Joseph initially undertook the studies of applied biomedical science in the former Institute of Health Care, now Faculty of Health Sciences, University of Malta and subsequently followed specialised training in Molecular Genetics and Haematology. His research career began in 2004 when he formally joined the Laboratory of Molecular Genetics, Department of Physiology and Biochemistry (University of Malta) as an MSc student and participated in the final stages of the GEOPARKINSON project, an FP5 EU-funded project (QLK4-CT-1999-01133). In 2006, Joseph enrolled as a research assistant on an FP6 EU-funded project – Infrastructure for Thalassaemia Research Network (ITHANET RI-2004-026539) that started his career in experimental haematology and haemoglobin genetics. Subsequent work unveiled the molecular genetics of the HPFH KLF1-related condition (OMIM 613566) and established KLF1 as a novel quantitative trait locus for HbF (HBFQTL6). He has now published over a 100 publications that include both conference and peer-reviewed articles. His highest accolades include two high impact first-author publications in Nature Genetics, EMBO J, Haematologica, Human Mutation and Pharmacogenomics.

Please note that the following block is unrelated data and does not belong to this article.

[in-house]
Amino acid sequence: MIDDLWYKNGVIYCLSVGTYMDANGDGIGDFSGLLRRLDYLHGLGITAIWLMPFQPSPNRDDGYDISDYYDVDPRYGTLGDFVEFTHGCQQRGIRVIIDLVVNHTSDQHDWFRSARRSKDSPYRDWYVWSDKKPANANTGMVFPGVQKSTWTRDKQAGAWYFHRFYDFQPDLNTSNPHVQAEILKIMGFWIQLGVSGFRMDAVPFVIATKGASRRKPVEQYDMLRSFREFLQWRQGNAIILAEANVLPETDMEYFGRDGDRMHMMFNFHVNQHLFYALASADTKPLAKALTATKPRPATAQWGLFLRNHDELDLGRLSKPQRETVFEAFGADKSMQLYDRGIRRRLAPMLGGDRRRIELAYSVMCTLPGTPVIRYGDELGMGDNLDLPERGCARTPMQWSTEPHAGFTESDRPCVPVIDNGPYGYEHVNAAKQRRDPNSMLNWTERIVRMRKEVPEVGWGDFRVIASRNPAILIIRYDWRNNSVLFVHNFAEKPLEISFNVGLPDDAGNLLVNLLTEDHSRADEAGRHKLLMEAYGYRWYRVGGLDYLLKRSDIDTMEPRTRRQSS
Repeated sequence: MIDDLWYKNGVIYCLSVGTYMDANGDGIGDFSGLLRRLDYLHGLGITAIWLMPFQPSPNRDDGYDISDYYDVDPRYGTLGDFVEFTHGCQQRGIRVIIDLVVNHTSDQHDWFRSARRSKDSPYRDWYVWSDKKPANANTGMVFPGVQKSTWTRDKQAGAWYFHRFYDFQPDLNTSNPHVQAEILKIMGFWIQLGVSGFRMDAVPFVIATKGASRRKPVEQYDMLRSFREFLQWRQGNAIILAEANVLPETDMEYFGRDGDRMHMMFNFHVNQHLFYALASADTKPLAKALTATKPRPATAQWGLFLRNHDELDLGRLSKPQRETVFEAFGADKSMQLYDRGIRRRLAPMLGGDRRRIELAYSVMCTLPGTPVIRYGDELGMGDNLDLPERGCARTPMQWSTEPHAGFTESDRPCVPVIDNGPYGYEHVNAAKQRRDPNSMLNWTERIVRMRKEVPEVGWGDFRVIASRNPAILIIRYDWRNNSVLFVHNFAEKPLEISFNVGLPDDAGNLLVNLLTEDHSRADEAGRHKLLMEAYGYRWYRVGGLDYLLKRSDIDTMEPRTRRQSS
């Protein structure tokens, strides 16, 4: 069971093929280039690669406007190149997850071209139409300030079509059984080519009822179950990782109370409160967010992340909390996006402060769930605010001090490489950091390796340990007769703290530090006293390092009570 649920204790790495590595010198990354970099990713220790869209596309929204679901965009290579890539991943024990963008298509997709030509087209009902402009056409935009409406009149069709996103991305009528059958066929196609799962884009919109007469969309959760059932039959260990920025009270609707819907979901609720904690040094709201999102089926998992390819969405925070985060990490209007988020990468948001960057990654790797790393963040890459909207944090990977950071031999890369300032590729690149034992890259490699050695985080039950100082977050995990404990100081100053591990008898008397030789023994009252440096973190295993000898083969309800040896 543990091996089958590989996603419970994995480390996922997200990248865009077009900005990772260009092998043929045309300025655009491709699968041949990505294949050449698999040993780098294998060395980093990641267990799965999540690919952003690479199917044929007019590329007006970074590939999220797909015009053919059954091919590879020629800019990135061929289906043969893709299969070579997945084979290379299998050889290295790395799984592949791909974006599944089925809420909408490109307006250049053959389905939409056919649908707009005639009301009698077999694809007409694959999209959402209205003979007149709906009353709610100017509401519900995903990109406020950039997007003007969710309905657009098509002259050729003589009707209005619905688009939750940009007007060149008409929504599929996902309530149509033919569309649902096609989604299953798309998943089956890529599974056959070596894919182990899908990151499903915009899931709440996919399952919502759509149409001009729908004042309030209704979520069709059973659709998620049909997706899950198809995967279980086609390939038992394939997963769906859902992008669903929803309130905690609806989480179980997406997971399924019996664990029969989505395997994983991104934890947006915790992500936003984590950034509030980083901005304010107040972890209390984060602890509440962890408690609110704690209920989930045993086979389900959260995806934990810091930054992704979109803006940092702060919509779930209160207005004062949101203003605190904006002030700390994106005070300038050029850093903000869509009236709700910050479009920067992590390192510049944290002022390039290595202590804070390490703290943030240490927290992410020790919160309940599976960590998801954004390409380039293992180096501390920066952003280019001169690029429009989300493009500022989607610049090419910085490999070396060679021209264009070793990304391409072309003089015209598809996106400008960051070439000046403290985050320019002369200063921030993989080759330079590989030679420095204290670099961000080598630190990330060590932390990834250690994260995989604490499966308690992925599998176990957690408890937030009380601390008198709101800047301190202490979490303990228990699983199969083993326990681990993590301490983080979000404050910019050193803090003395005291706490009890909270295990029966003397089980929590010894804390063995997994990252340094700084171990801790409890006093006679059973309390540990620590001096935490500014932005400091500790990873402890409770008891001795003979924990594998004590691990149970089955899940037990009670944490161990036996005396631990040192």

Joseph's current research interests as an academic with the Department of Applied Biomedical Science continue to focus on the molecular genetics of developmental globin gene switching and control. Together with his Borg Group he conducts extensive research on KLF1 erythroid-specific transcription factor, utilising both genomic (DNA-based) and transcriptomic (RNA-based) approaches in in-vitro (cell cultures) and in-vivo (clinical patients) models.
He is now also a member of the Analysis Working Group at the Nasa Gene Lab, USA run by Afshin Behesti and the ESA Space Omics Topical Team, studying amongst others the effects of spaceflight on erythropoiesis for both astronauts living on board the ISS and other missions and a range of mouse model organisms sent to space and back. This work is also done in collaboration with Christopher Mason at the Institute for Computational Biomedicine, Weill Cornell Medicine, USA.